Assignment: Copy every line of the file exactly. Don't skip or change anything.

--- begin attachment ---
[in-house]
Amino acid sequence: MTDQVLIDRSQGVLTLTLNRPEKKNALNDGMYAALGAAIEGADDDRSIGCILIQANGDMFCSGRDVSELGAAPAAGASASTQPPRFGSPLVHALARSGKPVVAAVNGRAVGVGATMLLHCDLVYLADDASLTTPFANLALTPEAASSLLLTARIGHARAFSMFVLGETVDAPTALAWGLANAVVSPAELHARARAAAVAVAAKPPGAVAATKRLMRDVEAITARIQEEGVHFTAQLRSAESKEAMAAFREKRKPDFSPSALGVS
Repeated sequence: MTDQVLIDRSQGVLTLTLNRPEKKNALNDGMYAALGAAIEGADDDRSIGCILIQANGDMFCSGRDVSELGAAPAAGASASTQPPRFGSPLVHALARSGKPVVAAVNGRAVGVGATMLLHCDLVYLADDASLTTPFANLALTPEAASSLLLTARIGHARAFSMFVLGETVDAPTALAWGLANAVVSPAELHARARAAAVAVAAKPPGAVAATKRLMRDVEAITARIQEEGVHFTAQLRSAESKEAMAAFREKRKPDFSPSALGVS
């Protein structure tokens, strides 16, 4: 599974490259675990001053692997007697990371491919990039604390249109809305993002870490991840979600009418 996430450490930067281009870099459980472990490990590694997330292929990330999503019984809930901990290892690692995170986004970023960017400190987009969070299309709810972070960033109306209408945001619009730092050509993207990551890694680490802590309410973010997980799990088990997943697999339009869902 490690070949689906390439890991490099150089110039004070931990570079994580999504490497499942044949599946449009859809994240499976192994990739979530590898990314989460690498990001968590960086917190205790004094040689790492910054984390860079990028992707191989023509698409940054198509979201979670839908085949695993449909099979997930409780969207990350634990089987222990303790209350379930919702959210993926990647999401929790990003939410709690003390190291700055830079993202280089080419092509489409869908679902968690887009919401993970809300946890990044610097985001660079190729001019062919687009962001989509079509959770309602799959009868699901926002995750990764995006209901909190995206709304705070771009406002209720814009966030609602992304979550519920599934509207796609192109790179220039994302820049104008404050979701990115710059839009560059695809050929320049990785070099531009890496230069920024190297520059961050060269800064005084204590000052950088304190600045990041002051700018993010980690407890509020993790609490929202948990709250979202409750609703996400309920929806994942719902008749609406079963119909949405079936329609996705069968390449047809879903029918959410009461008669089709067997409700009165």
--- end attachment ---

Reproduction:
[in-house]
Amino acid sequence: MTDQVLIDRSQGVLTLTLNRPEKKNALNDGMYAALGAAIEGADDDRSIGCILIQANGDMFCSGRDVSELGAAPAAGASASTQPPRFGSPLVHALARSGKPVVAAVNGRAVGVGATMLLHCDLVYLADDASLTTPFANLALTPEAASSLLLTARIGHARAFSMFVLGETVDAPTALAWGLANAVVSPAELHARARAAAVAVAAKPPGAVAATKRLMRDVEAITARIQEEGVHFTAQLRSAESKEAMAAFREKRKPDFSPSALGVS
Repeated sequence: MTDQVLIDRSQGVLTLTLNRPEKKNALNDGMYAALGAAIEGADDDRSIGCILIQANGDMFCSGRDVSELGAAPAAGASASTQPPRFGSPLVHALARSGKPVVAAVNGRAVGVGATMLLHCDLVYLADDASLTTPFANLALTPEAASSLLLTARIGHARAFSMFVLGETVDAPTALAWGLANAVVSPAELHARARAAAVAVAAKPPGAVAATKRLMRDVEAITARIQEEGVHFTAQLRSAESKEAMAAFREKRKPDFSPSALGVS
């Protein structure tokens, strides 16, 4: 599974490259675990001053692997007697990371491919990039604390249109809305993002870490991840979600009418 996430450490930067281009870099459980472990490990590694997330292929990330999503019984809930901990290892690692995170986004970023960017400190987009969070299309709810972070960033109306209408945001619009730092050509993207990551890694680490802590309410973010997980799990088990997943697999339009869902 490690070949689906390439890991490099150089110039004070931990570079994580999504490497499942044949599946449009859809994240499976192994990739979530590898990314989460690498990001968590960086917190205790004094040689790492910054984390860079990028992707191989023509698409940054198509979201979670839908085949695993449909099979997930409780969207990350634990089987222990303790209350379930919702959210993926990647999401929790990003939410709690003390190291700055830079993202280089080419092509489409869908679902968690887009919401993970809300946890990044610097985001660079190729001019062919687009962001989509079509959770309602799959009868699901926002995750990764995006209901909190995206709304705070771009406002209720814009966030609602992304979550519920599934509207796609192109790179220039994302820049104008404050979701990115710059839009560059695809050929320049990785070099531009890496230069920024190297520059961050060269800064005084204590000052950088304190600045990041002051700018993010980690407890509020993790609490929202948990709250979202409750609703996400309920929806994942719902008749609406079963119909949405079936329609996705069968390449047809879903029918959410009461008669089709067997409700009165």